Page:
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Vaping leaves e-cigarette user with rare lung scarring

Vaping leaves e-cigarette user with rare lung scarring

An e-cigarette user has been diagnosed with a rare form of lung scarring typically found in metal workers, says a new study.

Doctors diagnosed the patient with hard-metal pneumoconiosis, a rare form of lung disease that causes irreparable damage, persistent coughing and breathing issues.

According to a study, this is the first known case where the disease has been linked to vaping.

"Hard-metal pneumoconiosis is diagnosed by looking at a sample of patient's lung tissue under the microscope. It has a distinctive and unusual appearance that is not observed in other diseases. When we diagnose it, we are looking for occupational exposure to metal dust or vapour, usually cobalt, as a cause," said researchers.

"This patient did not have any known exposure to hard metal, so we identified the use of an e-cigarette as a possible cause," they said.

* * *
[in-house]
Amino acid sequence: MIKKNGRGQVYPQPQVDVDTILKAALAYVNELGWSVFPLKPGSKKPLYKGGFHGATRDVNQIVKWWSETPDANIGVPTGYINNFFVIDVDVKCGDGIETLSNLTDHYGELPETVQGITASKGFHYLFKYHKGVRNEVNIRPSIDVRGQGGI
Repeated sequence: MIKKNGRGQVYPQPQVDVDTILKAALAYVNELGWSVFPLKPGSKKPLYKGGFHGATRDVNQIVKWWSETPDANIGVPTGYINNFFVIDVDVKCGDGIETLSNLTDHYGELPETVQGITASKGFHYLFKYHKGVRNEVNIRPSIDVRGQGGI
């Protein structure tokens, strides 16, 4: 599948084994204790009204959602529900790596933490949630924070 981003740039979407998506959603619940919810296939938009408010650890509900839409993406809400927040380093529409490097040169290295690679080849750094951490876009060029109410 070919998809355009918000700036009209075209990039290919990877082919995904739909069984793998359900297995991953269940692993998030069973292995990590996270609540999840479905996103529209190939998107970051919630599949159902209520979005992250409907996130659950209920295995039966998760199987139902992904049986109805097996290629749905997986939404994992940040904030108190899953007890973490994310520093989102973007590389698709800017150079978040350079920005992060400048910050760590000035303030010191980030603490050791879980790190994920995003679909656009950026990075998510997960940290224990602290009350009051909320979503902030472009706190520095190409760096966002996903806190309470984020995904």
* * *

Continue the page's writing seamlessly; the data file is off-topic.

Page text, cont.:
Hard-metal pneumoconiosis causes damaged lung cells to engulf other cells and form 'giant' cells that can be seen clearly under a microscope.

It can result in permanent scarring in patients' lungs with symptoms such as breathing difficulties and chronic coughing.

This scarring cannot be cured, although some patients may have mild improvement if the exposure to hard-metal dust stops and they are treated with steroids.

When researchers tested the patient's e-cigarette, a personal vaping device used with cannabis, they found cobalt in the vapour it released, as well as other toxic metals.

Previous research has also found these metals in vapour from other e-cigarettes and researchers say they believe the metals are coming from the heating coils found in vaping devices, rather than from any particular type of re-fill.

"Exposure to cobalt dust is extremely rare outside of a few specific industries."

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